As a state designated historic landscape, the Oliver Brothers' Salt Ponds are an underused destination. The Hayward Shoreline Interpretive Center and the adjacent salt ponds offer a historical site ideal for bringing fourth grade social science and environmental study to life. The salt ponds provide students a living “sense of place” where abstract facts about the bay industries from Ohlone life and trade to growth of gold-rush spawned industries become an engaging and interactive discovery.
Note: This program is only offered from
September to late November; during the winter, the ponds are too
flooded, and in the spring, the ponds are used by Snowy
Plovers (an endangered bird) for breeding.
Identify the resources from nature which humans need to survive
Provide examples of how the use of goods and ecosystem services by California Indians influenced the biological diversity of the bay area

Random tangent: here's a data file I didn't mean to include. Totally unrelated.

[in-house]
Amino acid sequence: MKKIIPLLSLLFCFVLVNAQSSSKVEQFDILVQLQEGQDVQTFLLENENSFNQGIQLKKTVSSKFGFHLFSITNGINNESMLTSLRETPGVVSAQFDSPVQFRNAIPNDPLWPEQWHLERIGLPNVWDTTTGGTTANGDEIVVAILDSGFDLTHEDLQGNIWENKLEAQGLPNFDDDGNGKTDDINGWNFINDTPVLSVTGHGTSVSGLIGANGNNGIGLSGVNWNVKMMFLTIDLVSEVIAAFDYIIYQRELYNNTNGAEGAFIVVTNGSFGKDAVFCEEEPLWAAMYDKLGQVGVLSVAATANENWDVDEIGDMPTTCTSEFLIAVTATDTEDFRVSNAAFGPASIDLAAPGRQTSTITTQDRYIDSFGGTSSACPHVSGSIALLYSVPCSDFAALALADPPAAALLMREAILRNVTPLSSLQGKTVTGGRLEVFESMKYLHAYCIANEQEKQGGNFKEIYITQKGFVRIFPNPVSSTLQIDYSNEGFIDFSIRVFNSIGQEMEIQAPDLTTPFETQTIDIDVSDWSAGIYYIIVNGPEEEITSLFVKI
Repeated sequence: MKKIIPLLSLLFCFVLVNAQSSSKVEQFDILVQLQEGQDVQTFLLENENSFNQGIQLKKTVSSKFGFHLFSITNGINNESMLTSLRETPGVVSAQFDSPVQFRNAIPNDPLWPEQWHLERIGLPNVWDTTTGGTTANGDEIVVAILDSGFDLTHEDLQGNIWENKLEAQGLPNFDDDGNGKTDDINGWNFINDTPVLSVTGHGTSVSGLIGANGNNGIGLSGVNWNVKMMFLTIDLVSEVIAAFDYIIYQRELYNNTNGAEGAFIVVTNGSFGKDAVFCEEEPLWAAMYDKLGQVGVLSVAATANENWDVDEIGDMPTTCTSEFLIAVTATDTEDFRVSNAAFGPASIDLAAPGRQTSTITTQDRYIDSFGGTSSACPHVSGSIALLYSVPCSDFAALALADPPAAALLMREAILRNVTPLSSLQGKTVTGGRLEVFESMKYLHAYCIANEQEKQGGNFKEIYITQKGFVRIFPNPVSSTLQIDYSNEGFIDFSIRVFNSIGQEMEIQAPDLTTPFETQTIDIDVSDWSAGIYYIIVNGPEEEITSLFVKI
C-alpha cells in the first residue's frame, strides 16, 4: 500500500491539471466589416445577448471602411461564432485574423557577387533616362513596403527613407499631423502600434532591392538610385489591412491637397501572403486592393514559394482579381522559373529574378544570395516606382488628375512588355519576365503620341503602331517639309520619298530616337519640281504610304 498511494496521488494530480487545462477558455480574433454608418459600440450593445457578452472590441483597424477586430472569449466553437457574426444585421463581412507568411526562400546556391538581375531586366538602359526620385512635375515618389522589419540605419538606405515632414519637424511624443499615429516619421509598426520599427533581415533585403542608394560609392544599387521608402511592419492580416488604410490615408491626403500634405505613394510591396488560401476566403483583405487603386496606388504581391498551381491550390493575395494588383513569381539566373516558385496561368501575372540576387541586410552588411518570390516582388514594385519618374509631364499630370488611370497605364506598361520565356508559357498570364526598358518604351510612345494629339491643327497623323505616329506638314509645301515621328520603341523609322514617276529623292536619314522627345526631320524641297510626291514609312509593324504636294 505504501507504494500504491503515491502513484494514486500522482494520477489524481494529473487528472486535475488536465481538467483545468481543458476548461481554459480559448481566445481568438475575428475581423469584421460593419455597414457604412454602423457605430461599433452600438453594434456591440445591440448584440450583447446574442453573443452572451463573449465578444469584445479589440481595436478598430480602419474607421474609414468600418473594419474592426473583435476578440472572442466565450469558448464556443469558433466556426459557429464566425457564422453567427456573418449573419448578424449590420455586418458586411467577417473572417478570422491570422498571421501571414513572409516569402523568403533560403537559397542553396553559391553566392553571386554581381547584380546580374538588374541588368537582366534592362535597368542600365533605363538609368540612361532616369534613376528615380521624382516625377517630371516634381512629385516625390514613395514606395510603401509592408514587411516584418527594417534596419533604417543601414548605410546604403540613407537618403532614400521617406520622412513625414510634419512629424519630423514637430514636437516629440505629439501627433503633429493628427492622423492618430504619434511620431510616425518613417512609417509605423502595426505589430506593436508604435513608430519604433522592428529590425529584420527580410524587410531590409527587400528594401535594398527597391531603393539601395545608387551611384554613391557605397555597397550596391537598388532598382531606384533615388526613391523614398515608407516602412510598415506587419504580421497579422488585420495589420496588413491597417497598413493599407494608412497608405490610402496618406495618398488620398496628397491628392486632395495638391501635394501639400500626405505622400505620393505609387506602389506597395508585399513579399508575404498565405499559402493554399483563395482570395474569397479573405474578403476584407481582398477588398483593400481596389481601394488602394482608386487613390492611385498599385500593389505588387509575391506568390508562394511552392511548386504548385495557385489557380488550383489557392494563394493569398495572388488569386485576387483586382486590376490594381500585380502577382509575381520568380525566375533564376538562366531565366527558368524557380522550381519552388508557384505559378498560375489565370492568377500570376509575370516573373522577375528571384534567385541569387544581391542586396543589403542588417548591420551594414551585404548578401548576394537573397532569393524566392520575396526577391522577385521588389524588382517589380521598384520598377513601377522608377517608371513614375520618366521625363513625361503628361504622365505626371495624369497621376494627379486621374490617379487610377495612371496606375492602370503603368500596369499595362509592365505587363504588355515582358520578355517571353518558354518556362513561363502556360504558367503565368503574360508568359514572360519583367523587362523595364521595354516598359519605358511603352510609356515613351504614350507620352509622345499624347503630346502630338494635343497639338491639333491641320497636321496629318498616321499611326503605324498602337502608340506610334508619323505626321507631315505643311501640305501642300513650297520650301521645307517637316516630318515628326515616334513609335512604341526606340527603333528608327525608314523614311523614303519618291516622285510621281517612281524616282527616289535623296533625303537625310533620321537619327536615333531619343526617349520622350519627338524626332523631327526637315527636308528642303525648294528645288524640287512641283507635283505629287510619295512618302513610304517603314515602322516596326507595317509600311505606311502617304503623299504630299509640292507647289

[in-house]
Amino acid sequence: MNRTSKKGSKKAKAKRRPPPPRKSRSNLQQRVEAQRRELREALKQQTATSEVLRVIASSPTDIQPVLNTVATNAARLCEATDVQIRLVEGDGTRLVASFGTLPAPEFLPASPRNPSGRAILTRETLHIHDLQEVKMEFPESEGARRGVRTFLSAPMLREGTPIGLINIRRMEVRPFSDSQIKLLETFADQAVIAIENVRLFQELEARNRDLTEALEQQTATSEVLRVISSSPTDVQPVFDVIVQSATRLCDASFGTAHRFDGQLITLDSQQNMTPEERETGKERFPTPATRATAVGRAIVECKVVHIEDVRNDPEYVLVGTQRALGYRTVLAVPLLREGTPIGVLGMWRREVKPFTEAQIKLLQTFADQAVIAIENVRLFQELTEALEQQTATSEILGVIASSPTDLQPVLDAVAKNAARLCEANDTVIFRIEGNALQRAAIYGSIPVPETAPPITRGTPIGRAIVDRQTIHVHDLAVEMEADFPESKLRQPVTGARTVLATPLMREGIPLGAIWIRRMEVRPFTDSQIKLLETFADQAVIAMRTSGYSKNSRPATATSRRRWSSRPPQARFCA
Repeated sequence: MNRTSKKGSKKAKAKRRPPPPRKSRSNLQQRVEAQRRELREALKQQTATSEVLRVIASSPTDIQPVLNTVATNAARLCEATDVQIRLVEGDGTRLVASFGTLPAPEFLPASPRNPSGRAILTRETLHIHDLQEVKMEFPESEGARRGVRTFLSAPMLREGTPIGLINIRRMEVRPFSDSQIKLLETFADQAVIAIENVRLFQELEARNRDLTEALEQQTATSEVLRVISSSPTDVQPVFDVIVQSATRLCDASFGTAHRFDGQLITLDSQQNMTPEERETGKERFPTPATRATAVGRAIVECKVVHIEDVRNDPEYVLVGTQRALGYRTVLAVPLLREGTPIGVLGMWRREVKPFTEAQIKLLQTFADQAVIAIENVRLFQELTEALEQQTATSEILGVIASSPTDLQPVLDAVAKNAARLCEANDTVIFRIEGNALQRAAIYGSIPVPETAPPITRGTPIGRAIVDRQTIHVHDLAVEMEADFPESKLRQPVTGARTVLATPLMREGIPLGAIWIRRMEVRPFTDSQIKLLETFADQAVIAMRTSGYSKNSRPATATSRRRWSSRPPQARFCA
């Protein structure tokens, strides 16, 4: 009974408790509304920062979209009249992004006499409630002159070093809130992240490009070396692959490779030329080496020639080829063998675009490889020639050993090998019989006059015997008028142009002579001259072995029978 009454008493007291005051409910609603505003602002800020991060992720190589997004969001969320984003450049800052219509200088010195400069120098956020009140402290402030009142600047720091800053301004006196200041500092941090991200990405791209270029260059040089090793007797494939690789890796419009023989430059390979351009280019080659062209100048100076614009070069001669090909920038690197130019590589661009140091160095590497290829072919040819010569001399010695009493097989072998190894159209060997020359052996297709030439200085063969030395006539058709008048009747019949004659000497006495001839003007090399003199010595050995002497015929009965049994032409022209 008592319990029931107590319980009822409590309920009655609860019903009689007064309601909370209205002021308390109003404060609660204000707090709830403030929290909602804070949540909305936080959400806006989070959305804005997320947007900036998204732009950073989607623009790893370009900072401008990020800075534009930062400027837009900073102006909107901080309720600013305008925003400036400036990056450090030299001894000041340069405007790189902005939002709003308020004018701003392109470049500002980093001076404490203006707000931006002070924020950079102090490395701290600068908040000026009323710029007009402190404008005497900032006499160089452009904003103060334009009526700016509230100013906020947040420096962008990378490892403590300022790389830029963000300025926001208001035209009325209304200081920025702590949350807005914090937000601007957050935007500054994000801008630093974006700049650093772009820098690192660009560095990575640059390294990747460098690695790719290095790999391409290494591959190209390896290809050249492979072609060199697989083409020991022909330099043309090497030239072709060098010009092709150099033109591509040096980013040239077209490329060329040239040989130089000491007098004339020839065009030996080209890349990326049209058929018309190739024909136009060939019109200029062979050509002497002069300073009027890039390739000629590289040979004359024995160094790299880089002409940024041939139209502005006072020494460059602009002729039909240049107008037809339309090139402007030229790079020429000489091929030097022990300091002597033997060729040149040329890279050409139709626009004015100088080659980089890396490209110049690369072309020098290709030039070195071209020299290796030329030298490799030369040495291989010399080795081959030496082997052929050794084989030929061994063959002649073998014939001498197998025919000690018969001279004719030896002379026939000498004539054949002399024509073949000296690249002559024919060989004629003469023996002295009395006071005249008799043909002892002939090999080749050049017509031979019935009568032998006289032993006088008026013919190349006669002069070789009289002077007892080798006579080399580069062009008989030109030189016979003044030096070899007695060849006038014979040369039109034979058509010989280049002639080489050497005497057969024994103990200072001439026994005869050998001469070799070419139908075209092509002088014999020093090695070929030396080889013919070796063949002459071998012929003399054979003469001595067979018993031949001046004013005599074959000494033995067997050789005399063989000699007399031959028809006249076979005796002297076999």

Analyze the effects of Gold Rush communities and mining on daily life, politics, and the health of the environment
Discuss immigration to California between 1850 and 1900 including the conflicts and accords among the diverse groups.
This program is designed for students between 3rd and 12th grade.
United States History
The program lasts four hours.
The program includes a 15 minute introduction, a 45 minute human timeline, a 2 hour history walk, a 15 minute hands-on boat design activity based on historic transportation shipping, and a 15 minute salt activity.